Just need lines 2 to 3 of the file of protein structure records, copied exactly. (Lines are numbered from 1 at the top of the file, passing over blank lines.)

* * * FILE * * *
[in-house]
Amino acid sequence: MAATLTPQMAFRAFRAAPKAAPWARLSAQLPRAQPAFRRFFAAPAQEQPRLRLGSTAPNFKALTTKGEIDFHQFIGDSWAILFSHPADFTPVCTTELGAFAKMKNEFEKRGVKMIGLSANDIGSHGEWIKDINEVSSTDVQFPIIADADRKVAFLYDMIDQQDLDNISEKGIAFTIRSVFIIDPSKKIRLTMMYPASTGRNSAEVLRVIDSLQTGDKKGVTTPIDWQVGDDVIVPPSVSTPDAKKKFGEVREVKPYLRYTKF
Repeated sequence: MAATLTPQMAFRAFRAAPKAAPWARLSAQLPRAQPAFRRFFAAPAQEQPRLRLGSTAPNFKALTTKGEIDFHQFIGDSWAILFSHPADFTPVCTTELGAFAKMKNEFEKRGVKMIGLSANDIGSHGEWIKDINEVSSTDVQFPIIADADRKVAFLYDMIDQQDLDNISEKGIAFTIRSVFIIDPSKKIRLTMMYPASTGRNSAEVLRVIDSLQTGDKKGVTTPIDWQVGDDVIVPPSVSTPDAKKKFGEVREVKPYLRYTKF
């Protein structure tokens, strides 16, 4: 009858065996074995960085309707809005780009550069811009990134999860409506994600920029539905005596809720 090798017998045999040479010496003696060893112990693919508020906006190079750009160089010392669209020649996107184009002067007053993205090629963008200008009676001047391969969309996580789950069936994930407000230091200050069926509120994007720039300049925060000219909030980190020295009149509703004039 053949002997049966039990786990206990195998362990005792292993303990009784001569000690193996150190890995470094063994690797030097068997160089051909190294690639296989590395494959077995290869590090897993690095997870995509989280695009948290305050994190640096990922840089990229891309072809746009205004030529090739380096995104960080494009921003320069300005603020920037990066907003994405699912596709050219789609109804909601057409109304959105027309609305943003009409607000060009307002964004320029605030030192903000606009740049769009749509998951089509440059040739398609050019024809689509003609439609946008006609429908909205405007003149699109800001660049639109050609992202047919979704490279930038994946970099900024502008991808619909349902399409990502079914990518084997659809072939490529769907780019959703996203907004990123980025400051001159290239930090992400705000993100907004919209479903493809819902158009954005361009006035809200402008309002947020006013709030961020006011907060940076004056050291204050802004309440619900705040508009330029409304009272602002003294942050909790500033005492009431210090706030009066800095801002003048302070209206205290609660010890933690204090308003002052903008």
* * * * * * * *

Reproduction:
Amino acid sequence: MAATLTPQMAFRAFRAAPKAAPWARLSAQLPRAQPAFRRFFAAPAQEQPRLRLGSTAPNFKALTTKGEIDFHQFIGDSWAILFSHPADFTPVCTTELGAFAKMKNEFEKRGVKMIGLSANDIGSHGEWIKDINEVSSTDVQFPIIADADRKVAFLYDMIDQQDLDNISEKGIAFTIRSVFIIDPSKKIRLTMMYPASTGRNSAEVLRVIDSLQTGDKKGVTTPIDWQVGDDVIVPPSVSTPDAKKKFGEVREVKPYLRYTKF
Repeated sequence: MAATLTPQMAFRAFRAAPKAAPWARLSAQLPRAQPAFRRFFAAPAQEQPRLRLGSTAPNFKALTTKGEIDFHQFIGDSWAILFSHPADFTPVCTTELGAFAKMKNEFEKRGVKMIGLSANDIGSHGEWIKDINEVSSTDVQFPIIADADRKVAFLYDMIDQQDLDNISEKGIAFTIRSVFIIDPSKKIRLTMMYPASTGRNSAEVLRVIDSLQTGDKKGVTTPIDWQVGDDVIVPPSVSTPDAKKKFGEVREVKPYLRYTKF